**13. Current Ratio**

**13. Current Ratio**

It tells you the ability of a company to pay its short-term liabilities with short-term assets. The current ratio can be calculated as:

**Current ratio = (Current assets / current liabilities)**

While investing, companies with a current ratio greater than 1 should be preferred. This means that the current assets should be greater than the current liabilities of a company.

**14. ****Quick ratio**

**Quick ratio**

It is also called an **acid test ratio**. The quick ratio takes accounts of the assets that can pay the debt for the short term.

**Quick ratio = (Current assets – Inventory) / Current liabilities**

The quick ratio doesn’t consider inventory as current assets as it assumes that selling inventory will take some time and hence cannot meet the current liabilities. A company with a quick ratio greater than one means that it can meet its short-term debts and hence quick ratio greater than 1 should be preferred.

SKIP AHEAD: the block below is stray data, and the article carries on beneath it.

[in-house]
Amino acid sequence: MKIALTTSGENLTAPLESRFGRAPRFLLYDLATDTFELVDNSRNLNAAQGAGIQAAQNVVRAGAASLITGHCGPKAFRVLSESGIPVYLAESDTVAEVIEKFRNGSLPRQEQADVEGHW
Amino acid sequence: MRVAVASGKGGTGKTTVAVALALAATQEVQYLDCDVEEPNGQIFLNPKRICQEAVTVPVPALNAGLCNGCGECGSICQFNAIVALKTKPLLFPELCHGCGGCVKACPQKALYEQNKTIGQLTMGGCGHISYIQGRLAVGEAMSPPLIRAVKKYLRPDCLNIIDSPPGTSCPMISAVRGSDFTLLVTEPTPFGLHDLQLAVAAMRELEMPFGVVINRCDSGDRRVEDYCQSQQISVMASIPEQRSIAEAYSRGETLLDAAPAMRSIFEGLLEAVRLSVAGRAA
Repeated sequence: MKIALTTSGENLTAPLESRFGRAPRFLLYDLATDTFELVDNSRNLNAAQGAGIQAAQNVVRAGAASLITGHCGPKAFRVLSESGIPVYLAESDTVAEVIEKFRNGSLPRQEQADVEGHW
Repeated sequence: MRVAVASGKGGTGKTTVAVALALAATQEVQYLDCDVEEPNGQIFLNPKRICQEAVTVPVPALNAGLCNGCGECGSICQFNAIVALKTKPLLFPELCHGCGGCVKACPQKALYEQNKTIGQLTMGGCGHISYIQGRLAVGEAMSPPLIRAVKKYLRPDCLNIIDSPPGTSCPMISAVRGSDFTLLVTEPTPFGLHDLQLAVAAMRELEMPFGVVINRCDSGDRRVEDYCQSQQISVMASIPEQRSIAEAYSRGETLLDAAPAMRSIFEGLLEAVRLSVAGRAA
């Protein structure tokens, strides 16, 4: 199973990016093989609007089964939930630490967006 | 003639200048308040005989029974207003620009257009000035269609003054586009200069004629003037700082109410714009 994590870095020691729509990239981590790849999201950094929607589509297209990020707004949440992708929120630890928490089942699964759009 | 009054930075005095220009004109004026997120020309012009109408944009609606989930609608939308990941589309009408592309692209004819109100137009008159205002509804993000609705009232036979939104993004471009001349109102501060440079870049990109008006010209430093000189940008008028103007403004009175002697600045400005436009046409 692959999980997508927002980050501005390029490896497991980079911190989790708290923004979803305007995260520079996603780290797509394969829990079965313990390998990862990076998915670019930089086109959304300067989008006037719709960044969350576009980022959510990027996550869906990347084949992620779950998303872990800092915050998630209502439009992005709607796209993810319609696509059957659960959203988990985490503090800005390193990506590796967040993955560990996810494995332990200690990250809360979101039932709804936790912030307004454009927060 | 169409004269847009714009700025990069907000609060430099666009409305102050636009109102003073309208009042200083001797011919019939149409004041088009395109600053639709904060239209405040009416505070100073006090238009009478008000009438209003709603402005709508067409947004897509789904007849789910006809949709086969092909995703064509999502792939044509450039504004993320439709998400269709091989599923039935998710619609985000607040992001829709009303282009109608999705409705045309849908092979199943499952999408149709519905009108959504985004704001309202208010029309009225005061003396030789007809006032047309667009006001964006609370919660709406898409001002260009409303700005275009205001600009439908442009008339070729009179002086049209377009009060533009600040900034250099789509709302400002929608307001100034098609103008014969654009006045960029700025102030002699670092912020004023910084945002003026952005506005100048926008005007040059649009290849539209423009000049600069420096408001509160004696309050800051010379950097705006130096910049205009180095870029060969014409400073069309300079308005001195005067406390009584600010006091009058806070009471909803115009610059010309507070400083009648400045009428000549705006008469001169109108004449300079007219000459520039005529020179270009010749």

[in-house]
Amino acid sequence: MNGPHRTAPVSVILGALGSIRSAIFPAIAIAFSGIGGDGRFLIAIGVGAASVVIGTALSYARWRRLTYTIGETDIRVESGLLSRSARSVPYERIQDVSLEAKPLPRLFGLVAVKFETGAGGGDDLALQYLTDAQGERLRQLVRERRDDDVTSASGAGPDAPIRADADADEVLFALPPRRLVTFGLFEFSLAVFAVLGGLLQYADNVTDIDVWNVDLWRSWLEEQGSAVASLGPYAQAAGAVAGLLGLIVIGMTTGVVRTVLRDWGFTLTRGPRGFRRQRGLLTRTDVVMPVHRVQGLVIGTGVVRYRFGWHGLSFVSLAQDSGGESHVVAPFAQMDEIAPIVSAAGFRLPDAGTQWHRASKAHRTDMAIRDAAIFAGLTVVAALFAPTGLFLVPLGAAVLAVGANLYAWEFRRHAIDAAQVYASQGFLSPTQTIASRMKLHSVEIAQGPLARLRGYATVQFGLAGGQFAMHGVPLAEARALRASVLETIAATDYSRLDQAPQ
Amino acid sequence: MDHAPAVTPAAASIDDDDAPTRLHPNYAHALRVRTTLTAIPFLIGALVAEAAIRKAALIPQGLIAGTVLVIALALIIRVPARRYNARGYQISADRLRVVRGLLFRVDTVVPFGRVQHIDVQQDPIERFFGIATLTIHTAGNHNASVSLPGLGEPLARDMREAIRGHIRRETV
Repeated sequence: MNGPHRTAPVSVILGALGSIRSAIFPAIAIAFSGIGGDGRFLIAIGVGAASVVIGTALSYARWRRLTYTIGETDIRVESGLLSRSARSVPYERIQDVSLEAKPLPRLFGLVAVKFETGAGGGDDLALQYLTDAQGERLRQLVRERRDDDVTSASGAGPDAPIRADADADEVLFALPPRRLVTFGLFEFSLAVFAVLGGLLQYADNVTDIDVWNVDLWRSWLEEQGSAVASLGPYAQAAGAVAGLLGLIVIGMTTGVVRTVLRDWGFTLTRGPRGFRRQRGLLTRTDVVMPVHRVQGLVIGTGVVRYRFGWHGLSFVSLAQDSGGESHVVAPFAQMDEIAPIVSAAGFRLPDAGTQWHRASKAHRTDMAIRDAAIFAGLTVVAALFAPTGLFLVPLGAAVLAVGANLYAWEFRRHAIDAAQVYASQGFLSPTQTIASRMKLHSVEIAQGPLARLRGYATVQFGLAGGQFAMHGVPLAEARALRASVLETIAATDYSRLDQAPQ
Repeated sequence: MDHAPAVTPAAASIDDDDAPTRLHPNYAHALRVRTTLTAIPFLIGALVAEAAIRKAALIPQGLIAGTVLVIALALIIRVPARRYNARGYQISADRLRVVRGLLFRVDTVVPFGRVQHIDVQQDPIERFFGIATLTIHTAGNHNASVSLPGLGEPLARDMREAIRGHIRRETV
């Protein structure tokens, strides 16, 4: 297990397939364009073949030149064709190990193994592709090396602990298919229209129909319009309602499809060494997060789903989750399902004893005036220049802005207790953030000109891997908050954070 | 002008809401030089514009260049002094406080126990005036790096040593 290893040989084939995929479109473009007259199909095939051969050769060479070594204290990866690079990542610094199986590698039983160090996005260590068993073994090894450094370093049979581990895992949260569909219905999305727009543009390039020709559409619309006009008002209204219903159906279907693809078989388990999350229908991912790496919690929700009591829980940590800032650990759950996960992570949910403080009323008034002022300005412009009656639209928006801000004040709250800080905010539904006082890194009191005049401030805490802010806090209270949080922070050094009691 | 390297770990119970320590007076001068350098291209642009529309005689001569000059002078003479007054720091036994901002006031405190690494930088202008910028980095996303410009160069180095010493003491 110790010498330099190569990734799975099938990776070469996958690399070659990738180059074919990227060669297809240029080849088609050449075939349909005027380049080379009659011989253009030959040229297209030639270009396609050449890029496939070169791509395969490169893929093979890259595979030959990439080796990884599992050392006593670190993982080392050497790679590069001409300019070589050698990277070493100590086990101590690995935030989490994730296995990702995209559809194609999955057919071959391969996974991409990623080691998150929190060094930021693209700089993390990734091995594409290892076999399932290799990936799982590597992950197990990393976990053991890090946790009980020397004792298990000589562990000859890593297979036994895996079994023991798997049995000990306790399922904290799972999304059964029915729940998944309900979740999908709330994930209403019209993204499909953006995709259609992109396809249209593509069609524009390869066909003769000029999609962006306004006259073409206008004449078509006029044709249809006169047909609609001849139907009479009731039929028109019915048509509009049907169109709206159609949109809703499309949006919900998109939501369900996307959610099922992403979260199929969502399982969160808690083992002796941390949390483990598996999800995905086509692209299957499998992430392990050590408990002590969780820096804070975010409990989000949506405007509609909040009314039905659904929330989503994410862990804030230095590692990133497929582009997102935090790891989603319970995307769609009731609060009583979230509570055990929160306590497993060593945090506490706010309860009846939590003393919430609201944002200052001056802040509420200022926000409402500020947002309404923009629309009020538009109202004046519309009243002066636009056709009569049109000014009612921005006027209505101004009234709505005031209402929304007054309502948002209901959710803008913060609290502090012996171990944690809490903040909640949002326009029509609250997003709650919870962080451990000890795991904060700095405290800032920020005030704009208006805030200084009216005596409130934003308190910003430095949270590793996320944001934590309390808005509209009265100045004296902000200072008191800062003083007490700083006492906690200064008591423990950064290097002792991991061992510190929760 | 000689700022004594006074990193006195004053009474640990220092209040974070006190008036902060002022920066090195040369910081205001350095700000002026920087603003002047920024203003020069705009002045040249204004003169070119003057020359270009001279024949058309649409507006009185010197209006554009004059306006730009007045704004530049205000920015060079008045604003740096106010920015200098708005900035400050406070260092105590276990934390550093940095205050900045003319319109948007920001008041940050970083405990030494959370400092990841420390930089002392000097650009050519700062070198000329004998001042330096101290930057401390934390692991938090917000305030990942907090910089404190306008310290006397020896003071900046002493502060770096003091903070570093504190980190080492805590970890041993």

**D) Efficiency ratio**

**D) Efficiency ratio**

Efficiency ratios are used to study a company’s efficiency to employ resources invested in its fixed and capital assets. Here are three of the most important financial ratios for investors to check the company’s efficiency:

**15. Asset Turnover Ratio**

**15. Asset Turnover Ratio**

It tells how good a company is at using its assets to generate revenue. Asset turnover ratio can be calculated as:

**Asset turnover ratio = (Sales/ Average total assets)**

The higher the asset turnover ratio, the better it’s for the company as it means that the company is generating more revenue per rupee spent.

**16. Inventory Turnover Ratio**

**16. Inventory Turnover Ratio**

This ratio is used for those industries which use inventories like the automobile, FMCG, etc. A company should not collect piles of shares and should sell its inventories as early as possible. The inventory turnover ratio helps to check the efficiency of cycling inventory. It can be calculated as: